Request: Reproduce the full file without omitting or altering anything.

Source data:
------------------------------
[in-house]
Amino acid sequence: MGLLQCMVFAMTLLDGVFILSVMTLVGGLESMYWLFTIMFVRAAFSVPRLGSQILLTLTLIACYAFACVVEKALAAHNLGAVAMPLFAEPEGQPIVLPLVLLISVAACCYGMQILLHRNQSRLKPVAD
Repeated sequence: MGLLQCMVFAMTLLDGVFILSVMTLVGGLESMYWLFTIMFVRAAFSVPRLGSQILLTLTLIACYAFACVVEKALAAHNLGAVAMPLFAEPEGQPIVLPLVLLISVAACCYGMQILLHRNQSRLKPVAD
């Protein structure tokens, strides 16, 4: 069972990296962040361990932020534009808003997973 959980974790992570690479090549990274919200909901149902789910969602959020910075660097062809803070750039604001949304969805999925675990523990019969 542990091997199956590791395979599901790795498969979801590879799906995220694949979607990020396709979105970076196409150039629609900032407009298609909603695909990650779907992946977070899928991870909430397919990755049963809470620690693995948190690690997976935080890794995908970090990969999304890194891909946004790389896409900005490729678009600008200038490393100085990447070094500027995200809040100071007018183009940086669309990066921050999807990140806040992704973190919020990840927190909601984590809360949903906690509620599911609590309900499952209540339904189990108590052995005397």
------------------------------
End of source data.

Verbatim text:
[in-house]
Amino acid sequence: MGLLQCMVFAMTLLDGVFILSVMTLVGGLESMYWLFTIMFVRAAFSVPRLGSQILLTLTLIACYAFACVVEKALAAHNLGAVAMPLFAEPEGQPIVLPLVLLISVAACCYGMQILLHRNQSRLKPVAD
Repeated sequence: MGLLQCMVFAMTLLDGVFILSVMTLVGGLESMYWLFTIMFVRAAFSVPRLGSQILLTLTLIACYAFACVVEKALAAHNLGAVAMPLFAEPEGQPIVLPLVLLISVAACCYGMQILLHRNQSRLKPVAD
């Protein structure tokens, strides 16, 4: 069972990296962040361990932020534009808003997973 959980974790992570690479090549990274919200909901149902789910969602959020910075660097062809803070750039604001949304969805999925675990523990019969 542990091997199956590791395979599901790795498969979801590879799906995220694949979607990020396709979105970076196409150039629609900032407009298609909603695909990650779907992946977070899928991870909430397919990755049963809470620690693995948190690690997976935080890794995908970090990969999304890194891909946004790389896409900005490729678009600008200038490393100085990447070094500027995200809040100071007018183009940086669309990066921050999807990140806040992704973190919020990840927190909601984590809360949903906690509620599911609590309900499952209540339904189990108590052995005397």